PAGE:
Madras Café is director Shoojit Sircar’s third feature, and by far his most controversial, making headlines for its de facto ban in the Indian state of Tamil Nadu. The film’s based based more or less directly on the 1991 assassination of Indian Prime Minister Rajiv Gandhi at the hands of the Liberation Tigers of Tamil Eelam (LTTE). This explanation of what happened is itself controversial and not universally accepted, for reasons far too complex to compress into a brief space. Suffice to say Gandhi’s death was just one incident in a 26-year Sri Lankan civil war pitting the majority Sinhalese population against the minority Tamils, killing approximately 100,000 (largely Tamil civilians).
It took Sircar seven years to pull the film together, starting with an 18-month research period that involved reviewing 10,000+ pages of court documents and related materials. Madras Café begins with a disclaimer that it’s fiction, and Sircar’s been insistent upon this point in interviews. Speaking to the BBC, he conceded that his film’s rebel leader bore a strong physical resemblance to LTTE founder Vellupillai Prabhakaran, and the actor playing an assassinated prime minister looks like Gandhi. Nonetheless, he claims the resemblance is “coincidental.”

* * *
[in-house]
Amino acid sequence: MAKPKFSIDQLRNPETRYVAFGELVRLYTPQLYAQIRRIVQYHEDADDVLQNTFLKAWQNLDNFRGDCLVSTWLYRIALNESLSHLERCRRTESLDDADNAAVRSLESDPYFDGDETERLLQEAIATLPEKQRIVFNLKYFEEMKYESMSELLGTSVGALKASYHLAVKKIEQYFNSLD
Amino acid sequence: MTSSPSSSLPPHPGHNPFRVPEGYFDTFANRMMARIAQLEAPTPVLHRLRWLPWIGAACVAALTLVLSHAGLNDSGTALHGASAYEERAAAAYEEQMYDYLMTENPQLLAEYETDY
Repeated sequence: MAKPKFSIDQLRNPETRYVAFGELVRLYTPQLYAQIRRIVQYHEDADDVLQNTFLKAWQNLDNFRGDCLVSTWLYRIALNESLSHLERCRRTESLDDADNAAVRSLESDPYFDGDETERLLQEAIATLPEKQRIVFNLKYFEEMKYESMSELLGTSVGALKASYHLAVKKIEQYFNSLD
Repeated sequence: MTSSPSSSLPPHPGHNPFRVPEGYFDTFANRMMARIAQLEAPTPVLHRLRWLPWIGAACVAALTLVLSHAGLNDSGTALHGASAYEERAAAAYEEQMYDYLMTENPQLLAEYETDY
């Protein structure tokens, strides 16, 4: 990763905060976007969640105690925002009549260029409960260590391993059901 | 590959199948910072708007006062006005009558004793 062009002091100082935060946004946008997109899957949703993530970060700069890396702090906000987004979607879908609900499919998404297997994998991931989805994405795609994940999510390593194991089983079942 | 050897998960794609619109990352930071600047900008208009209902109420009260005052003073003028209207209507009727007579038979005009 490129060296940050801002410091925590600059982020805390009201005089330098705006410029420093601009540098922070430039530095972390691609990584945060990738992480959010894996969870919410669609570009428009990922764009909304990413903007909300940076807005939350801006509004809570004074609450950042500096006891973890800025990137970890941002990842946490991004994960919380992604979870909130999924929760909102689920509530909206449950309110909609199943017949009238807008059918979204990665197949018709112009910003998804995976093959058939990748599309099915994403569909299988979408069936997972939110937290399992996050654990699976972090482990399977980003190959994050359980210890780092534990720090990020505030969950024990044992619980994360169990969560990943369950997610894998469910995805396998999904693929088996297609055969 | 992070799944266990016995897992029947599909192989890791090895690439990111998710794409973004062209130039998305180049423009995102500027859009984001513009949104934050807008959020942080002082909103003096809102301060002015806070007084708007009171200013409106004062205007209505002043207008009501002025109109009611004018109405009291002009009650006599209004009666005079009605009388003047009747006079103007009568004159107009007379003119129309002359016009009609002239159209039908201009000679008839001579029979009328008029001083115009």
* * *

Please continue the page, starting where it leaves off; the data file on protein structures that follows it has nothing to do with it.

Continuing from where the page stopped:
The film’s recreation of the assassination has drawn Tamil ire, especially in the Indian state of Tamil Nadu. Though Sircar swears the film’s in no way anti-Tamil, that didn’t pacify groups in the state. “The aim of the movie is to portray Prabhakaran as a villain,” said Naam Tamizar Katchi, leader of the Tamil group Seeman. “We cannot accept the film in any form.” A petition to ban Madras Café’s release was filed with the high court of Chennai, Tamil Nadu’s capital, but rejected. Sircar arranged a screening in Tamil Nadu to win over protesters but failed to convince viewers of his film’s lack of anti-Tamil bias.
Prior to the film’s release today, protests were legion, as in a Wednesday demonstration by students of a city law college in Tamil Nadu. There were problems further afield, like in Sion (a locality in Mumbai), where an angry group set a gigantic poster for the film on fire. In total, more than 50 student protesters were arrested in Mumbai yesterday. With the potential for mass protests and violence in mind, it’s no surprise that the film probably won’t be screening in Tamil Nadu despite being cleared for release.
“We fear releasing the film might aggravate the ongoing protests,” one anonymous multiplex manager explained. “We don't want to risk it and, moreover, the decision to screen the film lies with each theatre.” Undeterred by the controversy, star/producer John Abraham says Sri Lankan distributors are interested, and he hopes to take Madras Café directly to that country soon.